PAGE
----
The Michigan Urban Farming Initiative
(MUFI) is a 501(c)3 nonprofit organization founded in 2011. Their goal is to use agriculture as a platform for sustainability, education and community.
MUFI founders purchased 7432 Brush Street on Detroit's North End in late 2011. The building is a vacant three-story, six-unit apartment complex in a state of disrepair, surrounded by vacant land that they use for farming. "We figured we would take a structure that is visually unique and needs work and use it as a community center and, eventually, our headquarters," says Tyson Gersh, co-founder of MUFI.
Gersh started MUFI along with co-founder Darin McLeskey to address issues of food security, neighborhood blight, nutrition and food preparation education. They spent most of 2012 preparing the site for growing, planting mostly pumpkins and show crops. This year they have started production farming in earnest.
They have 500 sweet potato plants, 200 different varieties of tomatoes, egg plants, cucumbers, squash, beans, blueberries, raspberries, a small stone fruit orchard, sweet and hot peppers, collard greens, kale, a variety of lettuces, kohlrabe, and more.
They are building a table where harvested produce will be available for free to anyone in the neighborhood who wants it. They will donate to organizations like COTS, sell at places like the Oakland Avenue Farmers Market, and supply local food companies like Garden Fresh Salsa and Elie Teas. Proceeds from sales will go towards sustaining and growing MUFI. "It's important to stay relevant with revenue, (to be) sustaining (ourselves) but also serving our goal of social justice," says Gersh.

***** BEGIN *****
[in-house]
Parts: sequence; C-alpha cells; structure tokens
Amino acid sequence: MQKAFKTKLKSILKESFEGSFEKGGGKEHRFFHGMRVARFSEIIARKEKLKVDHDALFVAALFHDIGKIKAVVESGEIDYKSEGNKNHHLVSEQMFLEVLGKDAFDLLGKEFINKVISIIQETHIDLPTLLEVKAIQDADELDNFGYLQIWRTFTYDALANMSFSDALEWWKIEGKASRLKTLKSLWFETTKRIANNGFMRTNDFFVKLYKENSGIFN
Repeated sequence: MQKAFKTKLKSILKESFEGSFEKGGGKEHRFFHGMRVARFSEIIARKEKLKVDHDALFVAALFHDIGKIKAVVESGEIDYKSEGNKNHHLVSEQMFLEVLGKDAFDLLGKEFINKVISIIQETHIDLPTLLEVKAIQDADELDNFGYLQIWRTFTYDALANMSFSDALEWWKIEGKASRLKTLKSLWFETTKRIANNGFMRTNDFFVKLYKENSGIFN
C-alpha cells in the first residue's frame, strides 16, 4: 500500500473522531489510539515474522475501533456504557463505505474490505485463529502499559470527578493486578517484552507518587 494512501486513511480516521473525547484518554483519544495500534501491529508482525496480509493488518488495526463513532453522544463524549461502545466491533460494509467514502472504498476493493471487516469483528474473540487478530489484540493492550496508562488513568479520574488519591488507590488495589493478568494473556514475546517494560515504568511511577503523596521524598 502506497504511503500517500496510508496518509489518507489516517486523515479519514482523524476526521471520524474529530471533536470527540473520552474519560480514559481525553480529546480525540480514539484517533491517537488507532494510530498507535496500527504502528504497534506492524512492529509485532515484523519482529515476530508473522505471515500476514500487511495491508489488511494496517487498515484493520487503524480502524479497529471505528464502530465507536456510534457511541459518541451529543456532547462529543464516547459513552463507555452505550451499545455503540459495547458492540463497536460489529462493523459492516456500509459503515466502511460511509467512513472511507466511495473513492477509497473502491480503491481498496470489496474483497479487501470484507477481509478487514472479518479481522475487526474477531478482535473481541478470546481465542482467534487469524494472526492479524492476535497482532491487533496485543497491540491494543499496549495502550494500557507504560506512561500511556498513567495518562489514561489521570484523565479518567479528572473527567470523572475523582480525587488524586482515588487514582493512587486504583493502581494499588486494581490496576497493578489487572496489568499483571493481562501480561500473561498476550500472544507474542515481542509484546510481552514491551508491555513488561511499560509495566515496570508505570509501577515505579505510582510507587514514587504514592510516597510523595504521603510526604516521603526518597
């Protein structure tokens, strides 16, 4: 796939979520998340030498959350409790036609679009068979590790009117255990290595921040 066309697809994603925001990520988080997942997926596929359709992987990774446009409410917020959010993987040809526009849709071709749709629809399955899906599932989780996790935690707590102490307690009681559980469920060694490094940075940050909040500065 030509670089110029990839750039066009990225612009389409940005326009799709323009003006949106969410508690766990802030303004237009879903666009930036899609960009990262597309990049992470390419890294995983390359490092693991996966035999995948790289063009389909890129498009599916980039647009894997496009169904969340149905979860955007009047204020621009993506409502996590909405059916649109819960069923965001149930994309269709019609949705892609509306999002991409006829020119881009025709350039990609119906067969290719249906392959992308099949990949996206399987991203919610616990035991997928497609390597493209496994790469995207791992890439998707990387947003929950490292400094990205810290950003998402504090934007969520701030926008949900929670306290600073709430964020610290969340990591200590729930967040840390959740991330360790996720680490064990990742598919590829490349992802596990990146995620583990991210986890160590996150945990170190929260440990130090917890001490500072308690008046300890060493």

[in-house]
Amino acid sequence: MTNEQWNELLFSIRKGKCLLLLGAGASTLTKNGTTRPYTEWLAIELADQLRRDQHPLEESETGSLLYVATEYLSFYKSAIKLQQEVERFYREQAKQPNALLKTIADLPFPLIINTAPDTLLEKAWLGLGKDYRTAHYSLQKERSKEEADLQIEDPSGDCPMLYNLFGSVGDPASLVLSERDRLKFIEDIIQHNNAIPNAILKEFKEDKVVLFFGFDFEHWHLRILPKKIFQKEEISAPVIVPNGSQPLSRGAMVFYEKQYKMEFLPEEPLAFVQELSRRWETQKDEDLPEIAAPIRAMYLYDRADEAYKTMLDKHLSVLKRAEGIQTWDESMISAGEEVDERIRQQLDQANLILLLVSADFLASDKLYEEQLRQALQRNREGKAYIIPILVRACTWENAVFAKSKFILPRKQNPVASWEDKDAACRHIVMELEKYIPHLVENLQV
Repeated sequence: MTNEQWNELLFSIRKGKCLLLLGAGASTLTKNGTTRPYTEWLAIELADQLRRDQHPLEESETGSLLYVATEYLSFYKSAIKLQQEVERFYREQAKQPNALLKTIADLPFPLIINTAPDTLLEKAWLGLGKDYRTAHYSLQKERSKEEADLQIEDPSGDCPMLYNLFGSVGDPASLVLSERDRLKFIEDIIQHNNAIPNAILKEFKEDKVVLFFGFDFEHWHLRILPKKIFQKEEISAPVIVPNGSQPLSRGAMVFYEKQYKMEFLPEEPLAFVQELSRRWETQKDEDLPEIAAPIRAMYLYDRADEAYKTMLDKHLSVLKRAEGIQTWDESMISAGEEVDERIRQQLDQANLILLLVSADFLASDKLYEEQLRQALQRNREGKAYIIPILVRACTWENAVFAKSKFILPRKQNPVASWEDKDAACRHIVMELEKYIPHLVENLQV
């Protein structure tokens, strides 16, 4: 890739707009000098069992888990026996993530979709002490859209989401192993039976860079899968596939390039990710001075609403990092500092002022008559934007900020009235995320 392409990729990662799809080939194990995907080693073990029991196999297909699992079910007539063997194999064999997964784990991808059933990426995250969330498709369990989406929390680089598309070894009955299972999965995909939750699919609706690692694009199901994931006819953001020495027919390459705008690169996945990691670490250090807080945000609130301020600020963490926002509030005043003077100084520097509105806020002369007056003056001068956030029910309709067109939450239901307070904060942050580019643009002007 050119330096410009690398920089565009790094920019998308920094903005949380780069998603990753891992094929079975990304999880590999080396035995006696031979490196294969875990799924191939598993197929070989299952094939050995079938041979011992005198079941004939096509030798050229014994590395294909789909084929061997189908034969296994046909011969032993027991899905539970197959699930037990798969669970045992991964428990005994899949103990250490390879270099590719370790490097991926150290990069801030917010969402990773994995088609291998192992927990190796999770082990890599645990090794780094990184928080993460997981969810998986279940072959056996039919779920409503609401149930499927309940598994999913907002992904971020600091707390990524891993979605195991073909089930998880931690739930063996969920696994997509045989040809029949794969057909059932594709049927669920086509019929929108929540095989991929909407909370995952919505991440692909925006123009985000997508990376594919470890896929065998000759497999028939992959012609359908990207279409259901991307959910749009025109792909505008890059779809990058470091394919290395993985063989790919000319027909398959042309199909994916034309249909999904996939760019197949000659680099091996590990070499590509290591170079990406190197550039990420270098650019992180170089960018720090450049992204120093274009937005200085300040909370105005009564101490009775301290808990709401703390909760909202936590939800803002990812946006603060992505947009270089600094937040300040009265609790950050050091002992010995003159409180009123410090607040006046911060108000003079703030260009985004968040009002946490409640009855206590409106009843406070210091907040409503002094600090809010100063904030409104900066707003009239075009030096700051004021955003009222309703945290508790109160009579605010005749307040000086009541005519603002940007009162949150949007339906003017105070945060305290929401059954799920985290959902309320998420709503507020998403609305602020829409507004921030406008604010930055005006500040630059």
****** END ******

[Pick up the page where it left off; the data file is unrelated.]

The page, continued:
MUFI's infrastructure is rapidly assembling, but so far all the work in building the organization has been the efforts of Gersh, McLesky, and their volunteer coordinator Shelby Wilson. For the first eight months they funded everything out of their own pockets. Most of the money they have received has come from social media competitions – like their recent Whole Foods Market Detroit Community Support Challenge win – and pitching donations; they've never received a single grant. "It's all just us being extremely proactive in everything," Gersh says.
Their long-term plan is to renovate 7432 Brush Street, opening a hostel in the second and third floors with a community recreation space and commercial kitchen on the ground floor and a mezzanine that would serve as a food startup business incubator. They currently have about two blocks of land surrounding their site and an additional three acres nearby.
Volunteer workdays are every Saturday. If you want to help out, just show up.
Source: Tyson Gersh, co-founder of Michigan Urban Farming Initiative
Writer: Nicole Rupersburg
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